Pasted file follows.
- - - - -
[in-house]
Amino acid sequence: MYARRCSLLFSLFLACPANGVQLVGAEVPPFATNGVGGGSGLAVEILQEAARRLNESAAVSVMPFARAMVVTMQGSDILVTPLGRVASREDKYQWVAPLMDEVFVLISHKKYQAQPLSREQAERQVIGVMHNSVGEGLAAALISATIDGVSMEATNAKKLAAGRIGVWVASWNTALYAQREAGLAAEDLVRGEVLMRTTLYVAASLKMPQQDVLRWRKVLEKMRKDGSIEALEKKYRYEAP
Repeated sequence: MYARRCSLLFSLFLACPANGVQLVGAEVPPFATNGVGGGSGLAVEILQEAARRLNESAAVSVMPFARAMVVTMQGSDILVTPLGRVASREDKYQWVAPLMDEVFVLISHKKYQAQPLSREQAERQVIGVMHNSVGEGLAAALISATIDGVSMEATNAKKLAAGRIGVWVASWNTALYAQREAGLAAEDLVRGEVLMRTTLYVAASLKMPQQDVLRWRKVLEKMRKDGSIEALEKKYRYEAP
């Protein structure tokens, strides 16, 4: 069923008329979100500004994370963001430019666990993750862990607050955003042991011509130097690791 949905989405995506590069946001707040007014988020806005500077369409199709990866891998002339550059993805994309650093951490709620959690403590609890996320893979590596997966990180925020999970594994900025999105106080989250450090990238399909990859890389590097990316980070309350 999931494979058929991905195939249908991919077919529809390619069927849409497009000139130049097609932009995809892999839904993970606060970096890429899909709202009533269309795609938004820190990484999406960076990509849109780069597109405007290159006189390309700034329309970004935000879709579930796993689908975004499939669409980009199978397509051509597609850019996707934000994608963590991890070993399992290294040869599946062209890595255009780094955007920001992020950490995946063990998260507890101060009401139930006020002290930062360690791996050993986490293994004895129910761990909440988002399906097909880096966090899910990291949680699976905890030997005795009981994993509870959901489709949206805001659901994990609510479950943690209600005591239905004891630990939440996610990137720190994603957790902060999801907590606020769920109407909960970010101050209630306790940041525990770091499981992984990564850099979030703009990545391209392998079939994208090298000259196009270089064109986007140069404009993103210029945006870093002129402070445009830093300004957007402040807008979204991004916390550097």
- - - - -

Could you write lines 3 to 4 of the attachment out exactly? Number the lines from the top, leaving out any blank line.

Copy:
Repeated sequence: MYARRCSLLFSLFLACPANGVQLVGAEVPPFATNGVGGGSGLAVEILQEAARRLNESAAVSVMPFARAMVVTMQGSDILVTPLGRVASREDKYQWVAPLMDEVFVLISHKKYQAQPLSREQAERQVIGVMHNSVGEGLAAALISATIDGVSMEATNAKKLAAGRIGVWVASWNTALYAQREAGLAAEDLVRGEVLMRTTLYVAASLKMPQQDVLRWRKVLEKMRKDGSIEALEKKYRYEAP
């Protein structure tokens, strides 16, 4: 069923008329979100500004994370963001430019666990993750862990607050955003042991011509130097690791 949905989405995506590069946001707040007014988020806005500077369409199709990866891998002339550059993805994309650093951490709620959690403590609890996320893979590596997966990180925020999970594994900025999105106080989250450090990238399909990859890389590097990316980070309350 999931494979058929991905195939249908991919077919529809390619069927849409497009000139130049097609932009995809892999839904993970606060970096890429899909709202009533269309795609938004820190990484999406960076990509849109780069597109405007290159006189390309700034329309970004935000879709579930796993689908975004499939669409980009199978397509051509597609850019996707934000994608963590991890070993399992290294040869599946062209890595255009780094955007920001992020950490995946063990998260507890101060009401139930006020002290930062360690791996050993986490293994004895129910761990909440988002399906097909880096966090899910990291949680699976905890030997005795009981994993509870959901489709949206805001659901994990609510479950943690209600005591239905004891630990939440996610990137720190994603957790902060999801907590606020769920109407909960970010101050209630306790940041525990770091499981992984990564850099979030703009990545391209392998079939994208090298000259196009270089064109986007140069404009993103210029945006870093002129402070445009830093300004957007402040807008979204991004916390550097």